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neil_pitman

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05-06-2004
05:41 AM

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Random Number Generator and Java

I need a Random Number Generator that is:

1) certifiably random (NOT pseudo random)

2) has a Java Interface

3) can generate 1000 numbers per second of the format 1to N where N = {4,6, 136,144}

I know that I can get a C++ library and build my own Java interface. I also know that I can certify the implementation with a testing lab myself.

I simply want a one stop solution that provides me with a truly random stream of numbers accessible from Java. I don't mind being tied to an Intel board or processor.

Does anyone have some ideas? I cannot be the first person who needed a random number generator in Java.

Thanks,

Neil

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Intel_C_Intel

Employee

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05-06-2004
05:20 PM

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Neil,

Thanks for joining the MKL forum. I am asking the developers for VSL, the MKL statistical library includign random number generators, to respond to you inquiry.

Bruce

jd_weeks

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05-06-2004
10:36 PM

68 Views

Truly random RNG's hardly exist, partly because it's extremely difficult to make sure they are truly random. One approach that has been used is to look at a low-order bit in the system clock, but that has the drawback that your code may execute faster than the clock, giving you correlated bits. Also, if there is any synchronicity between the system clock and the processor's clock you can get into trouble.

I see your e-mail address is "mahjongmania.com" so I presume that you need this for randomizing a shuffle in a game (presumably mah jong :). For these sorts of purposes, a psuedo-random generator usually is fine. If you are worried about repeat times or correlations, you might want to look into the Mersenne Twister RNG (http://www.math.sci.hiroshima-u.ac.jp/%7Em-mat/eindex.html).

You can make sure a RNG doesn't give the same sequence on different start-ups by initializing it using something like the system clock, which is very likely to be different every time someone starts up your application.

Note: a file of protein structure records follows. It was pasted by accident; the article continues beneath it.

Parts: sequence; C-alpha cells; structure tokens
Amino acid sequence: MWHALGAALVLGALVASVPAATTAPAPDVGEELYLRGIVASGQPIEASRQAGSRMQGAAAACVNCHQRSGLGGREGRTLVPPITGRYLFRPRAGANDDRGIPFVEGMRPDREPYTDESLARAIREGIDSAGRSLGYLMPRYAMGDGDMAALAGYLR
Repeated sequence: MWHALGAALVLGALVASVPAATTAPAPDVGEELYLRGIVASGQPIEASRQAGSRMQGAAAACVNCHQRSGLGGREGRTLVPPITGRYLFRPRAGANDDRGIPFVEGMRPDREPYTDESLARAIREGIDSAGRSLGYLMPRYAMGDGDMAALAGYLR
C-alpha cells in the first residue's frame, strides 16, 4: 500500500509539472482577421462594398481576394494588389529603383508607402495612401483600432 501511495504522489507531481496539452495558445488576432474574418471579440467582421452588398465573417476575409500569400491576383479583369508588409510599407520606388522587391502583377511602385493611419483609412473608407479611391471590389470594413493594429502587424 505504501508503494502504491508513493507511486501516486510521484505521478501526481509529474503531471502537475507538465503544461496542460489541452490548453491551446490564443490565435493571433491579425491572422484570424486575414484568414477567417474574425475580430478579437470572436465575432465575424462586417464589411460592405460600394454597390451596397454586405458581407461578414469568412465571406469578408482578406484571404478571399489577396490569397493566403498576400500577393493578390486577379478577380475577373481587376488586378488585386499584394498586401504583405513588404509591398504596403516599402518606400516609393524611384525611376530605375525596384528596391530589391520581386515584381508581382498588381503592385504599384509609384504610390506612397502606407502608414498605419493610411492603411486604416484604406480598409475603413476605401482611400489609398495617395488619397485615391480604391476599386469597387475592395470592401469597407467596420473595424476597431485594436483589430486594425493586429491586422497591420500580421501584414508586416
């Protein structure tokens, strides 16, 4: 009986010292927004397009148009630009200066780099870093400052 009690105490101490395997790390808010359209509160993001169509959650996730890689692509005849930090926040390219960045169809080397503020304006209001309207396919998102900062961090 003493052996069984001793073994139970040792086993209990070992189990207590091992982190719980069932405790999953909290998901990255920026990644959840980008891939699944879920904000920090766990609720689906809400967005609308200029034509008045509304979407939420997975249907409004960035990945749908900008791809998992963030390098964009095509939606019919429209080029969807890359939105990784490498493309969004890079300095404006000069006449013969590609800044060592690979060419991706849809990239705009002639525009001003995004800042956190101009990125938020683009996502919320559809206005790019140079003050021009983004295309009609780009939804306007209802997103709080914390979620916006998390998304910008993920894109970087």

Hope this helps,

John Weeks

Andrey_N_Intel

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05-12-2004
01:48 PM

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Software implementations of random number generators generate deterministic and periodic sequences of numbers. Thus such sequences can be hardly called random. In fact, such implementations just imitate randomness. Wording pseudo-random accentuates deterministic nature of a sequence rather than emphasizes bad random properties of the generator.

There are many software implementations of random number generators, and it's impossible to recommend particular RNG as the best one. All RNGs differ in their properties (period length, speed, uniformity measures like equidistribution and discrepancy as well as ... unpredictability). I would say that user application defines requirements to RNGs. For instance, some Monte Carlo methods (like MC integration) require just filling a space of required dimension as even as possible and don't require independence between random vectors. There are generators specially designed for such purposes. They are called quasi-random number generators.

For majority of applications utilizing random numbers it's sufficient to use pseudorandom number generators. In contrast to quasi-random ones they imitate independence as well. I would recommend trying pseudo-or quasi-random number generator solutions from Intel Math Kernel Library. In particular, MKL provides comprehensive documentation discussing RNG applicability aspects, theoretical properties, performance measurement results and empirical testing results for each RNG available in MKL. Perhaps you can find there something applicable to you.

If Java implementations are the most preferable to you, however, I would recommend following links:

1) One of the best pseudo-random number generators (Mersenne Twister)

(Java versions of the generator can be found at

2) You may want to look at Java package RngPack. It has some RNGs including Mersenne Twister (

3) You may find also interesting links at

One of RNG properties might be important (i.e. in cryptography) is unpredictability of the output. This means that without knowledge about RNG algorithm and looking only on previously generated output an observer cannot predict next number with probability higher than 50%. Unfortunately there is no proven algorithm satisfying such a requirement. Output of most of pseudo-random number generators can be _relatively_ easy predicted.

Regarding to true randomness. There are specially designed physical devices which output is a combination of an analog noise and a deterministic algorithm. I would recommend following link

A little bit more about "true" randomness. Pseudorandom number generators can be rather unpredictable if you will reinitialize them from time to time using processor clock. The only recommendation is to do this relatively rare (much rarely than the rate of a processor clock).

Andrey

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